“Developers are proposing to convert the onetime St. Joseph Hospital into offices, shops and housing as part of a wider $90 million redevelopment project on Lancaster’s west side that includes up to 120 apartments for low-and-moderate income tenants,” LNP | LancasterOnline’s Jeff Hawkes reported last week. He cited a City of Lancaster Facebook post that described the proposed new use for the shuttered hospital site and two nearby properties as “an exciting mixed-use, mixed-income vision.” The developer’s purchase of the site from UPMC Pinnacle hinges on rezoning the entire hospital block; a Lancaster City Council committee is slated to review the request next Monday.
This is a promising development.
We know some community activists were hoping that the former St. Joe’s would be used as a medical facility for folks on the west side of town.
But Lancaster city — indeed all of Lancaster County — is in serious need of low-income and affordable housing. Moreover, mixed-use developments are best for both local economies and the environment. (When retail space is nearby, vehicle usage is reduced.) And this plan meets the Lancaster County Planning Commission’s aim of developing compactly in urban growth areas to preserve farmland elsewhere in the county.
This we also found encouraging: The project is a partnership of Baltimore-based Washington Place Equities and affordable housing developer HDC MidAtlantic in Lancaster. So we have confidence that low-income and affordable housing will become a reality in this project.
As Hawkes reported, the plan calls for converting most of the former hospital into 150 to 175 market-rate apartments, with up to 10,000 square feet for retail; converting the hospital’s southeast section into an office complex totaling about 40,000 square feet; and building 25 to 30 row homes for sale along West End Avenue between West Walnut Street and Marietta Avenue, “restoring how the block looked before it became hospital parking.”
Of the 325 housing units proposed, 100 to 120 would be affordable to people with low and moderate incomes.
The affordable housing would be built on three sites: two four-story apartment buildings of 20 to 30 units each on Wheatland and College avenues; and 50 to 60 affordable townhouses on a section of the hospital block facing Marietta Avenue.
“This is a win for Lancaster’s working families, families whose income has not kept up with the cost of housing,” Lancaster city Mayor Danene Sorace said.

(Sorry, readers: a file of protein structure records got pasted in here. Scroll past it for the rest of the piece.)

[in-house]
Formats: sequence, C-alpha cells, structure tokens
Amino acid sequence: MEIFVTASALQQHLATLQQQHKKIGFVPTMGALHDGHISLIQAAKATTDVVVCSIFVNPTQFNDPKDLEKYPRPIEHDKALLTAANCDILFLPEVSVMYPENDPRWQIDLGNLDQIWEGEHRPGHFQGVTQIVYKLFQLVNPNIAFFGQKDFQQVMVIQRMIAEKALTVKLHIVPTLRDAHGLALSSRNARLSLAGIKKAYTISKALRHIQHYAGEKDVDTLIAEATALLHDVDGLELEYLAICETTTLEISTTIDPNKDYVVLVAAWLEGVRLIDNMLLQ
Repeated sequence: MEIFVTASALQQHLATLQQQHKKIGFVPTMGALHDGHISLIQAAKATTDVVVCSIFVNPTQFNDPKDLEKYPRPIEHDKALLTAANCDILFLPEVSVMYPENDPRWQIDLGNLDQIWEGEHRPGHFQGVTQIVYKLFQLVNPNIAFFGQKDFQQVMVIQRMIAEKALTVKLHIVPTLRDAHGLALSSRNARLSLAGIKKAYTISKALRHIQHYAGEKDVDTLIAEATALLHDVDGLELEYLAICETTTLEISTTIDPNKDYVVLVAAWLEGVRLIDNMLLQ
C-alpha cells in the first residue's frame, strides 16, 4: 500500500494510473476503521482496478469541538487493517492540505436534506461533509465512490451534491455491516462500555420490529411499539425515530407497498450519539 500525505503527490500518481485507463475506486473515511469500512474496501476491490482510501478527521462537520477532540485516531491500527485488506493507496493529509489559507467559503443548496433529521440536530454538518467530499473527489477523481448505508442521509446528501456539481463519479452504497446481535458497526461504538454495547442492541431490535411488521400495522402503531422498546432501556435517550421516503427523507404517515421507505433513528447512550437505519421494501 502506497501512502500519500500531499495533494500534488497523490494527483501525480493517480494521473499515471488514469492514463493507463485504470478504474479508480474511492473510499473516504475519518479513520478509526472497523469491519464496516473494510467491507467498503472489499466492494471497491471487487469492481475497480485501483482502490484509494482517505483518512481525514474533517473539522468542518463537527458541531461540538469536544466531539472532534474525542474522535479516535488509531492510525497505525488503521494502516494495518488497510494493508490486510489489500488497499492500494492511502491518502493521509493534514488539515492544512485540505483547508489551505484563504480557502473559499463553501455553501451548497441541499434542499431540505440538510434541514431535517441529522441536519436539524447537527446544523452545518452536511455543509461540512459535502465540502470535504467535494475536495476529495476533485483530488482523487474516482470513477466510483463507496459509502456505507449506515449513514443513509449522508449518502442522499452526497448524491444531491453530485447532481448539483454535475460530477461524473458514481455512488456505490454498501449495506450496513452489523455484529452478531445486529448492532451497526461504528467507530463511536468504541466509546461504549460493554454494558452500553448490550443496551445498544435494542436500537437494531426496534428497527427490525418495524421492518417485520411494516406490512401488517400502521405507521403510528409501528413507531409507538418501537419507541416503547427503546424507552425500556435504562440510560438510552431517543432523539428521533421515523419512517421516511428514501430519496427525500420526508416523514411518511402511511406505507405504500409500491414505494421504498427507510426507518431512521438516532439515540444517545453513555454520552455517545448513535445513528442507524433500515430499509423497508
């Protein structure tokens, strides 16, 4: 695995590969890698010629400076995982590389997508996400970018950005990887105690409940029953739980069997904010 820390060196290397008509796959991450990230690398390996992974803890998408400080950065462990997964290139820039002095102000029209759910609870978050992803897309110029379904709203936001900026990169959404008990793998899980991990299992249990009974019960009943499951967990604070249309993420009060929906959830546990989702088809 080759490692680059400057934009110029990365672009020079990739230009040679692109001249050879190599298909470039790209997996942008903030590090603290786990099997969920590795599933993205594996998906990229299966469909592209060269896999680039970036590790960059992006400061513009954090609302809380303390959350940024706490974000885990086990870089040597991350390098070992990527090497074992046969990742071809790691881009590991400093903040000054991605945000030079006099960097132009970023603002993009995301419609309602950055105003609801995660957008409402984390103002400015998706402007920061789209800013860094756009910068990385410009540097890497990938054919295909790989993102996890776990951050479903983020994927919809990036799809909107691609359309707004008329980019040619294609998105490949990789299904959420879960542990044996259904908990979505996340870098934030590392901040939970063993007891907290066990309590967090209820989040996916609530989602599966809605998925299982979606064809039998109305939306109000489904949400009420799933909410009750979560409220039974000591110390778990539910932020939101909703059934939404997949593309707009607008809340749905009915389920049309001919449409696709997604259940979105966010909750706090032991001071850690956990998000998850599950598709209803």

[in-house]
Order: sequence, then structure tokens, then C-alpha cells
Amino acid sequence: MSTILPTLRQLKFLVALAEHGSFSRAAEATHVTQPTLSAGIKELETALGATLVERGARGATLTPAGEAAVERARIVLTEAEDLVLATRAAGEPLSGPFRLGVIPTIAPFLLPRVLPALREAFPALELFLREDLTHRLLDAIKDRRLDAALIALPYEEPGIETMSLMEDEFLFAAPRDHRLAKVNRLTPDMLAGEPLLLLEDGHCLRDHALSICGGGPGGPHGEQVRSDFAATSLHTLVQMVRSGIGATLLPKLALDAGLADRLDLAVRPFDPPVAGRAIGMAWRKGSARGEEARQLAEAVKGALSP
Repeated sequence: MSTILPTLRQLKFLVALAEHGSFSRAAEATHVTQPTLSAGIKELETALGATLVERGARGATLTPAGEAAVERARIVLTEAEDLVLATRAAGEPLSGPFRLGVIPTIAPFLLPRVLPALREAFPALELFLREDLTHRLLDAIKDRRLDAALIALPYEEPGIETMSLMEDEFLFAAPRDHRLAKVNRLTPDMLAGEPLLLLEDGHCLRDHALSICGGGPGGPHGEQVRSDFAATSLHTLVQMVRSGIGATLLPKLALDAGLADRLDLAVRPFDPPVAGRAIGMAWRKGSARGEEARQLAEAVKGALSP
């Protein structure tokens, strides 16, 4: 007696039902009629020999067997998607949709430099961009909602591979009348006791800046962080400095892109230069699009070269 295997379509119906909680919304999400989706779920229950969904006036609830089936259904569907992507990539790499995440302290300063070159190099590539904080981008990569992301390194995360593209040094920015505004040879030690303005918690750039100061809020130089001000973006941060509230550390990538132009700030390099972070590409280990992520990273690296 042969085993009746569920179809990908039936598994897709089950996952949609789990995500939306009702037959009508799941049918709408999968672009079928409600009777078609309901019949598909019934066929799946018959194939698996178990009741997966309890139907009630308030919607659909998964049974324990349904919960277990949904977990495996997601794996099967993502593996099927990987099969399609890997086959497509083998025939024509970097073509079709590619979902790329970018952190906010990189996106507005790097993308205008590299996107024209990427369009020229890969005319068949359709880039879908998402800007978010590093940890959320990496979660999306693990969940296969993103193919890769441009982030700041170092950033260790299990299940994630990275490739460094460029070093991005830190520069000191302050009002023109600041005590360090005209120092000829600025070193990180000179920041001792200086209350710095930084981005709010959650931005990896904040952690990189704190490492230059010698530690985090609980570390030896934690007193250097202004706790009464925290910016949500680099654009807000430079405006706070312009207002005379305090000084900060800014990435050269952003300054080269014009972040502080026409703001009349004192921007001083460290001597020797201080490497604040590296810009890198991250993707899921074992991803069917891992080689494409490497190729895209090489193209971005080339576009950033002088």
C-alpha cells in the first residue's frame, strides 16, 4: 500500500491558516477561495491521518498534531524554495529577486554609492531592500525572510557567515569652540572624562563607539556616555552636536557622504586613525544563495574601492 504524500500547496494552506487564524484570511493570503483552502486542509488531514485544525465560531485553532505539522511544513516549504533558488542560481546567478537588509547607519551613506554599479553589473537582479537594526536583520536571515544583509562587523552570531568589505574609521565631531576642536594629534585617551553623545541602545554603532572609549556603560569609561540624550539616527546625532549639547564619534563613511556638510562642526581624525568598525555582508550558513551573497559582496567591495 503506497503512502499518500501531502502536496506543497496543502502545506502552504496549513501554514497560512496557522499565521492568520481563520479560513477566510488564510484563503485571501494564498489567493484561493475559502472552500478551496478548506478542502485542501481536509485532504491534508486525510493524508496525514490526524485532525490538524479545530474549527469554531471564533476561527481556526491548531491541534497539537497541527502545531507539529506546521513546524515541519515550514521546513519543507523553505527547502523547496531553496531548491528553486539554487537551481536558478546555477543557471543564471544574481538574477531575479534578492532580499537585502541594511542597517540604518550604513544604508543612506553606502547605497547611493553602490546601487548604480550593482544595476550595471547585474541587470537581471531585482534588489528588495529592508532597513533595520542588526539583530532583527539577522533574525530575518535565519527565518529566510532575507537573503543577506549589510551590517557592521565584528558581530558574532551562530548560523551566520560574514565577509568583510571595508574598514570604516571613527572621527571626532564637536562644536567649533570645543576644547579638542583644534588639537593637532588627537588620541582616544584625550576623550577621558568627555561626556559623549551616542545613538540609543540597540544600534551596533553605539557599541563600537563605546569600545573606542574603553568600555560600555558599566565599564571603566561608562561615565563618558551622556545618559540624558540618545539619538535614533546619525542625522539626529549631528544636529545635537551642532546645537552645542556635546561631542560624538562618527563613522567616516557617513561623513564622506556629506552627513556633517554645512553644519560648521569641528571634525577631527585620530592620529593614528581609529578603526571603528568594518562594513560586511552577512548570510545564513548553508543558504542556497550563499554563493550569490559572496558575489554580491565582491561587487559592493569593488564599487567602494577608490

We agree, but have a question: Is more office space needed now? Could some of the proposed office space be converted for additional retail — like a small grocery offering fresh food — that serves the neighborhood?
Lancaster City Council President Ismail Smith-Wade-El didn’t reveal his position. “I think it’s incredibly telling how excited we get over the possibility of 100 to 120 units of affordable housing when, indeed, the need is in the thousands,” he said. “This has been a tough time for the community with the loss of that hospital, so we don’t want to trade away … what it means to the community without a sense of certainty that the community is going to get something that it actually needs.”
We understand his point. But more than 100 affordable housing units is “something.”
And while the trend toward mixing incomes in housing developments has seen varying levels of success, it’s a better option than concentrating low-income families in one neighborhood or area, leaving those families to deal with underfunded schools and public services.
A possible snag: As Hawkes reported, “More than 30% of the development’s housing will be affordable through the use of federal Low Income Housing Tax Credits.”
But HDC MidAtlantic “can’t proceed with the affordable housing unless the Pennsylvania Housing Finance Agency approves tax credits for the project.”
And securing them is not a certainty. Last year, Hawkes reported, three Lancaster County projects were among the ones denied.
We hope the state agency gives this project the consideration it deserves.
Activist Tammy Rojas, co-coordinator of the grassroots Lancaster Healthcare Rights Committee, opposes the project. She raised concerns about gentrification and the displacement of the poor from city neighborhoods.
Rojas has been a fierce champion for retaining the use of the old St. Joe’s for health care purposes, especially in this pandemic. We’d urge the developers of this project to heed her concerns and those of other community members.
But we'd also urge Rojas to keep an open mind and not be so immediately dismissive of this proposal. Huge construction projects can be difficult to navigate and will require some compromises.
We’ve implored developers for years to build affordable housing — and not just in the city, but across the county.
We’d like to see the developer of the former Stehli Silk Mill in Manheim Township, for instance, include some units priced at less than the estimated $1,000-1,500 a month. Those are reasonable rents, but still out of range for many working people.
Reviving Lancaster County’s economy — damaged by COVID-19 and the necessary monthslong shutdown of businesses — will depend, in part, on ensuring that workers can find affordable housing.
The block occupied by the former St. Joe’s has been pretty much abandoned since UPMC closed its hospital there in February 2019. We hope the project fulfills the promise we see in it — while making sure it doesn’t abandon the community in which it is to be built.
Right to know prevails
Gov. Tom Wolf allowed a bill requiring state agencies to fulfill Right-to-Know requests during emergencies to become law Sunday. He didn’t sign it, but he didn’t veto it, either.
This was a victory for transparency in Pennsylvania, and we applaud Republican state Rep. Seth Grove of York County for championing this bill, and his fellow lawmakers for voting for it.